Outreach is a key tenet of FIRST Robotics — speaking to students at science fairs or giving demonstrations at conventions are common ways to accomplish that.
Students at Incarnate Word Academy have leveled up that outreach with a new STEM Ambassadors program. Members of the Medusa’s Robotics Team, along with other student volunteers, are creating monthly STEM education kits to be shared with Catholic elementary schools across north St. Louis County.
Incarnate students met last month during an open study period to work on a Day of the Dead-themed kit, which includes materials for several hands-on activities. Day of the Dead, or Dia de Los Muertos, originated among indigenous cultures as a way to honor deceased ancestors. Today, it is a fusion of Catholic beliefs brought by the Spanish and some of the original indigenous traditions.
Students prepared kits for more than 450 elementary students, with more orders coming in. STEM Ambassadors also made a tutorial video, and some will stay to help teach the lessons when they deliver kits later this month to elementary schools.
The robotics team developed the idea for the STEM kits last school year. Zoe Fletcher, senior and team captain, met with the Federation of Catholic Schools to discuss ways the high school could collaborate with North County Catholic elementary schools on STEM-related projects. Incarnate’s robotics team also received a grant from the Josh Seidel Memorial Foundation to be used toward outreach activities.
In August, STEM Ambassadors created their first kit, which included supplies to make straw rockets as a way to explore
NASA’s Artemis mission. Other upcoming themes include binary coding and mechanical engineering.
Incarnate’s robotics team also is exploring other avenues for outreach. Students recently connected with a newly formed robotics team at a school in Lesotho, South Africa, and plan to provide peer-based mentoring.
“We’re really trying to emphasize more collaboration with other teams,” Zoe said. Incarnate students recently donated robotics equipment to a shared technology library for elementary schools in the North County Federation. Students eventually would like to mentor a grade school team, Zoe added.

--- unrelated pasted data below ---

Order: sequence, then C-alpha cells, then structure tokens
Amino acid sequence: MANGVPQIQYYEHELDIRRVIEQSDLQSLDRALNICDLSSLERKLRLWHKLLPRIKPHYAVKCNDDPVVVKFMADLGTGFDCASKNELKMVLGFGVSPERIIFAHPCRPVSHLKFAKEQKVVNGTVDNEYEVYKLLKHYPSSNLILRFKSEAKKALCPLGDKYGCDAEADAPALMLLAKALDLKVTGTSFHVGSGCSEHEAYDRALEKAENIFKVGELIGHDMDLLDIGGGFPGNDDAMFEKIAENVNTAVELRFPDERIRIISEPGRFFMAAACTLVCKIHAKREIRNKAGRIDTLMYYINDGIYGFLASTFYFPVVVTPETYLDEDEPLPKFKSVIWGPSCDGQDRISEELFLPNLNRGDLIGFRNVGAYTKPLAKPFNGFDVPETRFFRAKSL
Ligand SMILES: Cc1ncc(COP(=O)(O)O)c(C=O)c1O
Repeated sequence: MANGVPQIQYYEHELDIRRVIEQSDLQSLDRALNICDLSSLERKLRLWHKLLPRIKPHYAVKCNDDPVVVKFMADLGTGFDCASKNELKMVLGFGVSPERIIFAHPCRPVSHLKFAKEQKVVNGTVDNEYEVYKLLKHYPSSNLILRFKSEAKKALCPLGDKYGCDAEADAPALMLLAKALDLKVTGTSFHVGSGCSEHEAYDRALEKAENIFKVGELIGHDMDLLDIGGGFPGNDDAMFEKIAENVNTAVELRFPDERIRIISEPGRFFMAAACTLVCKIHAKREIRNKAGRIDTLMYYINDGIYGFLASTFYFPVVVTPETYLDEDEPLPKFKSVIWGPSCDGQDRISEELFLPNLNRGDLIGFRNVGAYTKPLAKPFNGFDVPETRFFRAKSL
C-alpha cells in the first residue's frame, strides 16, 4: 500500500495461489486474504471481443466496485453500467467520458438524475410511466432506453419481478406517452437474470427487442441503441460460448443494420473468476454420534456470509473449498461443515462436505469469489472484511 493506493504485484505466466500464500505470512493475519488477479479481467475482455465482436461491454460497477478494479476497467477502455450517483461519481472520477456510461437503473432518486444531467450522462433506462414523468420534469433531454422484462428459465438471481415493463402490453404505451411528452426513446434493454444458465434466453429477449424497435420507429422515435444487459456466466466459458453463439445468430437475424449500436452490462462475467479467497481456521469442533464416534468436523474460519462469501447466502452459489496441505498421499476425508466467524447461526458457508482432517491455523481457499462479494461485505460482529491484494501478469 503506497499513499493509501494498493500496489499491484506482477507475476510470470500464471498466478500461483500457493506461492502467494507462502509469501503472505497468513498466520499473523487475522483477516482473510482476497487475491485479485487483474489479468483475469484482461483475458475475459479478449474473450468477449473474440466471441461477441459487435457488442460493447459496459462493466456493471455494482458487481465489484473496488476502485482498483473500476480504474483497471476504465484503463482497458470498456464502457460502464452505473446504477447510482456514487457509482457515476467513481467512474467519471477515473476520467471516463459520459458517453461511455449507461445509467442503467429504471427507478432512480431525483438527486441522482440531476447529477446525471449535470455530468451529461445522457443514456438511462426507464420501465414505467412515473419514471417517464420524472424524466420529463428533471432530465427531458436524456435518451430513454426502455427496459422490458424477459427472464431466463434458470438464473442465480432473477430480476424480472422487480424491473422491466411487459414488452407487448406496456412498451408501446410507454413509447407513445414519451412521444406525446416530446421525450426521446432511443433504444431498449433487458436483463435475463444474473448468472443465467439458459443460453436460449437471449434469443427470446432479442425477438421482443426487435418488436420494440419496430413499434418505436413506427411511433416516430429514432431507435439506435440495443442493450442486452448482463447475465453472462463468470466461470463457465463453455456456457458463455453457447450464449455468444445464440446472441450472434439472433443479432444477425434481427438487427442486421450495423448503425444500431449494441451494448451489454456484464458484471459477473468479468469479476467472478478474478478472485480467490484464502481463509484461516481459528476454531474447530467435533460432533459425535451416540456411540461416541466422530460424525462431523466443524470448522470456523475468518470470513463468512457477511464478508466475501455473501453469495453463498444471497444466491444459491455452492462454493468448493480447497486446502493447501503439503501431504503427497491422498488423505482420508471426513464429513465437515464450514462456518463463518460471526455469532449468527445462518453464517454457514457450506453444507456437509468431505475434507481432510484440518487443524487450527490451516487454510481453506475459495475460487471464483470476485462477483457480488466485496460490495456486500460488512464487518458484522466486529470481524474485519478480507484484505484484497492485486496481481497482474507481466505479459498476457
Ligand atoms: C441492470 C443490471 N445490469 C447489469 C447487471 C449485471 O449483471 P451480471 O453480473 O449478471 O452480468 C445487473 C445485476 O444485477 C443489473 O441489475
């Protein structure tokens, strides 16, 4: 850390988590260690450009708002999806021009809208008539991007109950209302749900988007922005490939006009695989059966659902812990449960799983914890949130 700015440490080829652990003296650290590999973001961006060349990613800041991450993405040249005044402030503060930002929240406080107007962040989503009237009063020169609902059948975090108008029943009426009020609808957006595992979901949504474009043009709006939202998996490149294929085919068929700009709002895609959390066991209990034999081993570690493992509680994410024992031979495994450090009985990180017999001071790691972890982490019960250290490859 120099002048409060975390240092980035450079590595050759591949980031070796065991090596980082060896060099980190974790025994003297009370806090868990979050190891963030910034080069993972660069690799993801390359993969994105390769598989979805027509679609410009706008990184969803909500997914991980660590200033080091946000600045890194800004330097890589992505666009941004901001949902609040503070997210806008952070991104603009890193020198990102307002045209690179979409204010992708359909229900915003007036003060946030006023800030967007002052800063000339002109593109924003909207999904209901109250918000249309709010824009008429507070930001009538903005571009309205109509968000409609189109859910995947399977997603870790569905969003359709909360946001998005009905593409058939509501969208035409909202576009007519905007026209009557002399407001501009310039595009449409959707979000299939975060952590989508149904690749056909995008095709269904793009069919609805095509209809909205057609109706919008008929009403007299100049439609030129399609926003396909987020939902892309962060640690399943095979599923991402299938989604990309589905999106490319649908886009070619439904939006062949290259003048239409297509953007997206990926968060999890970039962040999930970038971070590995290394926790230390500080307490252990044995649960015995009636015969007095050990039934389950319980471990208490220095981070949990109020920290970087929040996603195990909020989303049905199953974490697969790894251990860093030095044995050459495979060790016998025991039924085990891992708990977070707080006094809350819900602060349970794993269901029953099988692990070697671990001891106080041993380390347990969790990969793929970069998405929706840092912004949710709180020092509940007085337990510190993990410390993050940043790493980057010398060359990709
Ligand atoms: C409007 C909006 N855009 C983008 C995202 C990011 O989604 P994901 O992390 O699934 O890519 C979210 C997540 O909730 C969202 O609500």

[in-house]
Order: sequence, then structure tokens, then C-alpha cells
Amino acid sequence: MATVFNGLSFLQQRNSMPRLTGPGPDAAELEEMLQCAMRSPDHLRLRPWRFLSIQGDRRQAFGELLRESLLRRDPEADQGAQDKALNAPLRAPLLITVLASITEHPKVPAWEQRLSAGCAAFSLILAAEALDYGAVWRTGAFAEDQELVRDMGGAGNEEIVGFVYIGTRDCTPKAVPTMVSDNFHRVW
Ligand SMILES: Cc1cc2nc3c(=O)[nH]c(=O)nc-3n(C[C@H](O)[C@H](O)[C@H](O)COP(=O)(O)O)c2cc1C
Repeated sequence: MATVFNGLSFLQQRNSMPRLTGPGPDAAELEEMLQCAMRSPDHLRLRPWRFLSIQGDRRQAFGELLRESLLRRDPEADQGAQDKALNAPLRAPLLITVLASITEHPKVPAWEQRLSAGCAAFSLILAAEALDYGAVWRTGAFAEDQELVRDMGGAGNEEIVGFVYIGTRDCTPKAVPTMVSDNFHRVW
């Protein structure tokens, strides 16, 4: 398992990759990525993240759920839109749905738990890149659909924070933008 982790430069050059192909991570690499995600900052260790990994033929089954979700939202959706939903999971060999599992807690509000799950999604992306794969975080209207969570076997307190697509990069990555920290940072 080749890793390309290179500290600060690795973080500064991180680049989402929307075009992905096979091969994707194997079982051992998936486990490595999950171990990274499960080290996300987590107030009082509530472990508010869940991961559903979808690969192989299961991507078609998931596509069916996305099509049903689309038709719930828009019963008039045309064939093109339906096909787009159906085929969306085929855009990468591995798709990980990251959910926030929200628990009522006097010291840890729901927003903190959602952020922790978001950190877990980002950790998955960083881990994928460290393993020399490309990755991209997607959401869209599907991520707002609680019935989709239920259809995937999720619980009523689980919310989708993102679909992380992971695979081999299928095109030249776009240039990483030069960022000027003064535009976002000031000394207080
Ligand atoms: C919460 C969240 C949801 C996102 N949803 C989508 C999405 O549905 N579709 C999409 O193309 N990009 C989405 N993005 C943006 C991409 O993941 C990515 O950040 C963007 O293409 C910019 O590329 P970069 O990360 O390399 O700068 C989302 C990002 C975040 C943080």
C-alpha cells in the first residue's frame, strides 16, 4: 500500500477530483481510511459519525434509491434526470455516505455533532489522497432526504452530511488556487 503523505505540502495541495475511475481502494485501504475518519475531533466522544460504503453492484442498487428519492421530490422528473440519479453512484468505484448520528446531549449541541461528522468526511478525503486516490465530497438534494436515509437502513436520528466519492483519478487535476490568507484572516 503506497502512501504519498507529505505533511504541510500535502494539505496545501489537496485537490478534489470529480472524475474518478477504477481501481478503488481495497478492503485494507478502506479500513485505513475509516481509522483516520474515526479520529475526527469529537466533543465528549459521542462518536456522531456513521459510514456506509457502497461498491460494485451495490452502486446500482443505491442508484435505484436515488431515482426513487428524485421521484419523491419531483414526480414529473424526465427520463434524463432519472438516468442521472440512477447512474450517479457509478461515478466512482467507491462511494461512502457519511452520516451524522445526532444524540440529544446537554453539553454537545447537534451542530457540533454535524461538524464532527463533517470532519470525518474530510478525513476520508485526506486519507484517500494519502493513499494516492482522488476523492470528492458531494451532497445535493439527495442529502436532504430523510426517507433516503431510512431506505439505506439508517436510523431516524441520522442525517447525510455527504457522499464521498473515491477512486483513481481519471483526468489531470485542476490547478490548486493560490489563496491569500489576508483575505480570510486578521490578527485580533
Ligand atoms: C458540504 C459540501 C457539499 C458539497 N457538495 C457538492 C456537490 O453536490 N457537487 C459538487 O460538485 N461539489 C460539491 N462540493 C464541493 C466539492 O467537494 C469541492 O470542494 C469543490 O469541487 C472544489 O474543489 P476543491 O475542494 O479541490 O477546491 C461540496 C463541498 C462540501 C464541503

“It’s important to provide access to STEM education and knowledge to grade school students who don’t have the equipment to do it,” she said. “Serving your community ties into the example of following Jesus.”
“It’s extra special to give them the opportunity to explore STEM,” said Emalie Niese, a senior and robotics team business lead. “I didn’t have that opportunity in my grade school.”
Incarnate’s STEM coordinator Jennifer Martin noted that the STEM Ambassadors program has been driven entirely by the students. “They are the ones who came to me,” she said. Students have put much effort into gracious professionalism, she said, which is part of the ethos of the FIRST Robotics program.
“This is more than just the robots,” Martin said. “They are so intelligent and passionate, and I am the lucky one who gets to work with them.”
STEM Ambassador lead Meghan Fowlie made a tutorial video demonstrating how to make an origami skull. The sophomore said STEM is a great way to learn while having fun.
“I know myself as a student that sometimes just learning about stuff isn’t fun if it’s just pencil and paper,” she said. “Having lessons that are hands-on can be really fun. And I enjoy doing it because it can help teach kids, and they can have fun learning, too.”
>> Josh Seidel Memorial Foundation
The Josh Seidel Memorial Foundation is named after Josh Seidel, a 1997 graduate of Christian Brothers College High School who died in a work-related accident in 2013. Seidel also was a graduate of Ascension School in Chesterfield.
The foundation works toward assisting and inspiring young people to participate in programs or attend schools that build science, engineering and technical skills, encourage entrepreneurism and foster the connection of people for the greater good of the community.
The foundation has provided grants and scholarships to individuals and schools working toward those goals. For more information, visit www.joshseidel.org.
>> Federation of Catholic Schools
The Federation of Catholic Schools is an agreement between the pastors of the parishes in the North County Deanery of the Archdiocese of St. Louis to work more closely together in support of the mission of Catholic education in north St. Louis County. The Federation schools and parishes collaborate in four main areas:
•Viability, affordability and accessibility of Catholic education
•Maintaining and increasing excellence in Catholic identity, academic programs, extracurricular activities and special programs
•Embracing increased diversity, and
•Achieving greater efficiency and effectiveness by sharing resources
To learn more, visit www.FederationofCatholicSchools.org.